3 Conversations to Inspire Productivity

When I have a task in front of me that’s not my sweet spot or it’s going to be hard, I avoid it. Not with procrastination but with being busy. In college, my house was never cleaner than the week that I had to write that final paper. The entire afternoon was set aside for a project that’s not my favorite and it was my most productive afternoon for everything on my list BUT that project. 

We all have to do things we don’t love. My tendency is to step up and get the project done. However, if my avoiding behaviors start affecting my deadlines and my ability to deliver on what I said I would do, then it’s time for a conversation. And, it might not be the kind of conversation you expect. 

When it comes to working with others there are several dimensions that impact the ability to get things done … unclear expectations, competing priorities, a lack of resources etc. Certainly, at times, it’s important to directly address unmet timelines or other productivity issues.  In other situations you might  try one of the  three conversations outlined below that explore what might be happening below the surface and through this dialogue uncover elements that can reignite productivity. 

The Connection Conversation 

Productivity is not just about getting the job done. It’s about having fun and being fulfilled in the process of doing the job whether it’s at work, or in volunteering or when doing life tasks. Here’s a few ideas to engage a connection conversation to assess fit of the “job” to strengths and passions.

  • Review a personality or strengths assessment. Talk about what strengths or talents are being leveraged and what might be dormant. What is a small shift that could be implemented for better alignment?
  • Initiate a past, present, future conversation. What are the  “love it” or “loathe it” tasks that are being done right now? How has this changed from the past when it comes to these types of tasks? How might these tasks shift in the future?
  • Uncover moments of brilliance. What are moments in the past that highlight best efforts? Share several. Notice common themes. How does this type of  brilliance shine right now? How is it hidden?

The Appreciation Conversation

Productivity can wane when people work hard without appreciation, recognition or validation for their hard work. It’s possible that we underestimate the power of appreciation to inspire productivity. People need appreciation in ways that are specific and relevant to them. This is especially important if the team is volunteers! 

  • Say thank you, often
  • Take the time to talk about and affirm their strengths
  • Acknowledge their contributions in small ways and big ways
  • Cater recognition to their needs; some like it public, some like it private
  • Create meaningful incentives or rewards for productivity, outcomes, or contribution

The Permission Conversation

Sometimes productivity diminishes when people get tired. It’s no surprise that everyone goes through seasons of decline when they have been running at a high pace. As leaders we need to be tuned into this shift, things we might miss because we are so busy. So, engage in a permission giving conversation on a regular basis with a few ideas such as:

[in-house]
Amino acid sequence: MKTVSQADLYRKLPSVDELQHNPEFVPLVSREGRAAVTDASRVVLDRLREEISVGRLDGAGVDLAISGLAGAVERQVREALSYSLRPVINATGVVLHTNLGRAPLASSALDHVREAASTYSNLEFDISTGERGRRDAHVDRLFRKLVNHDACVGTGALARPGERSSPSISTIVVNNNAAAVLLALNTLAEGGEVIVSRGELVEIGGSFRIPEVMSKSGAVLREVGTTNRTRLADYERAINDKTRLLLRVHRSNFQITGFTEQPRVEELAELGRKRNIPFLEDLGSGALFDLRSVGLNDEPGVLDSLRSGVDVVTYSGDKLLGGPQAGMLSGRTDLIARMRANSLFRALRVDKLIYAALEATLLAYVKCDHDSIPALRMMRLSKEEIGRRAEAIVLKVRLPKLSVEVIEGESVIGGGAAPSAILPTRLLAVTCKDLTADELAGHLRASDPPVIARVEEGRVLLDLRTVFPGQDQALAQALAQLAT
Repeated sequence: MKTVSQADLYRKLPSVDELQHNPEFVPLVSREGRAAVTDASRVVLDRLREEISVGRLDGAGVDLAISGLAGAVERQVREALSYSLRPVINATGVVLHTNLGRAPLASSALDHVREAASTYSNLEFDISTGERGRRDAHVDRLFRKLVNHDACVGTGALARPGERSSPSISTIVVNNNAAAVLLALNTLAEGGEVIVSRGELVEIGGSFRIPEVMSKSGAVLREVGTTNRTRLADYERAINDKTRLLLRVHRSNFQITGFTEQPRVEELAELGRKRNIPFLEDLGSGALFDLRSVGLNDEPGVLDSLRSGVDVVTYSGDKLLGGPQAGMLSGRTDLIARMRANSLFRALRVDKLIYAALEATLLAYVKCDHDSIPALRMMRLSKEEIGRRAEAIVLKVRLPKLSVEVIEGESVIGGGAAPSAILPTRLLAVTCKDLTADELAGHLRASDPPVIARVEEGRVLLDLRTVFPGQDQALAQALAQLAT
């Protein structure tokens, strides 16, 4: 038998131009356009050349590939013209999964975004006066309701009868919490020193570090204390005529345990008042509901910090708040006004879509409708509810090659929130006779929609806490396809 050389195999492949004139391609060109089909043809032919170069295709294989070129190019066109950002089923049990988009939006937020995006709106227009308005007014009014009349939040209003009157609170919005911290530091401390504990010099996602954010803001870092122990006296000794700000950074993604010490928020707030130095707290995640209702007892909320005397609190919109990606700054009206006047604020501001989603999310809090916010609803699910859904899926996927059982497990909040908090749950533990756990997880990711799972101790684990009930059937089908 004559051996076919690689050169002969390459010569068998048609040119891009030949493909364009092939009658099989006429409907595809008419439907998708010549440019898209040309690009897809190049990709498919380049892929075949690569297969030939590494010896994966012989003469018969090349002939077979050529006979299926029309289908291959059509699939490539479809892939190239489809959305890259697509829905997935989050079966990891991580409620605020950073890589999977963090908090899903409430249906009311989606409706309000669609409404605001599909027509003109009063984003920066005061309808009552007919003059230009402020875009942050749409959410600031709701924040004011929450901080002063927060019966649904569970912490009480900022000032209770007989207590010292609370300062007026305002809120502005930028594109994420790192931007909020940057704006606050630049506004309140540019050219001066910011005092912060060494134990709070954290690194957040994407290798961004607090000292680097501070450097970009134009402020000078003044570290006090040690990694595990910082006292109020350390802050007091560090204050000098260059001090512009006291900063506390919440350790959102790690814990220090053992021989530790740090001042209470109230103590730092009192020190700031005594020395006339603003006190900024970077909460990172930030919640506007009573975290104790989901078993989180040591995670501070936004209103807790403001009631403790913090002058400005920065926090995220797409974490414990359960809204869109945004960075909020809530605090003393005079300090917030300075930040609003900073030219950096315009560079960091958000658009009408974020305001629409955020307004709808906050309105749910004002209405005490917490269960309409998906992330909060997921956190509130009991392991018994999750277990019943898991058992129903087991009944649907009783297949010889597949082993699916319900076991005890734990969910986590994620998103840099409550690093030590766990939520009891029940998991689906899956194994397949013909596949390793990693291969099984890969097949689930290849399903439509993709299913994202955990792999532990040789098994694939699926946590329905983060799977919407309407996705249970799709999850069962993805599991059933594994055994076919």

• For the over-achiever, let them know that “done” might be better than “perfect”
  • Ask questions about what is giving them life and what is falling off the radar and brainstorm other ways they might want to lessen the load.
  • Hit the pause button. Sometimes it’s okay to take a break and re-look at the tasks at hand. 
  • Check in on what’s going on outside of their work  life.  What type of support might be needed?

Diving deeper into the conversations that uncover what hinders productivity can turn everything around and inspire creativity Working alongside people who love what they do makes for a healthy team and a healthy culture.

“A healthy culture is going to start with healthy communication. That starts with you.” 

~Christa Foss

Next Steps

  1. Reflect on the productivity of your team. Notice any shifts in either over achieving or underachieving.
  2. Review the three conversations. Select one you would like to have with your team member and give it a try.
  3. Check out this episode on The Art of the Ask on creating a volunteer culture from our Side by Side Podcast to see if it would inspire your ideas on how to inspire productivity in your team whether they are staff or volunteers. 

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Annie Perdue Olson

Annie is founder of Leading Better Together, guiding leaders through the relationship and people challenges that sidetrack ministry. With 20+ years of experience in nonprofit management and pastoral ministry she equips people and teams to work better together. She holds a Master of Arts in Human Resources and Change Leadership from St. Thomas University and received her coaching certification from the Center for Coaching Excellence.

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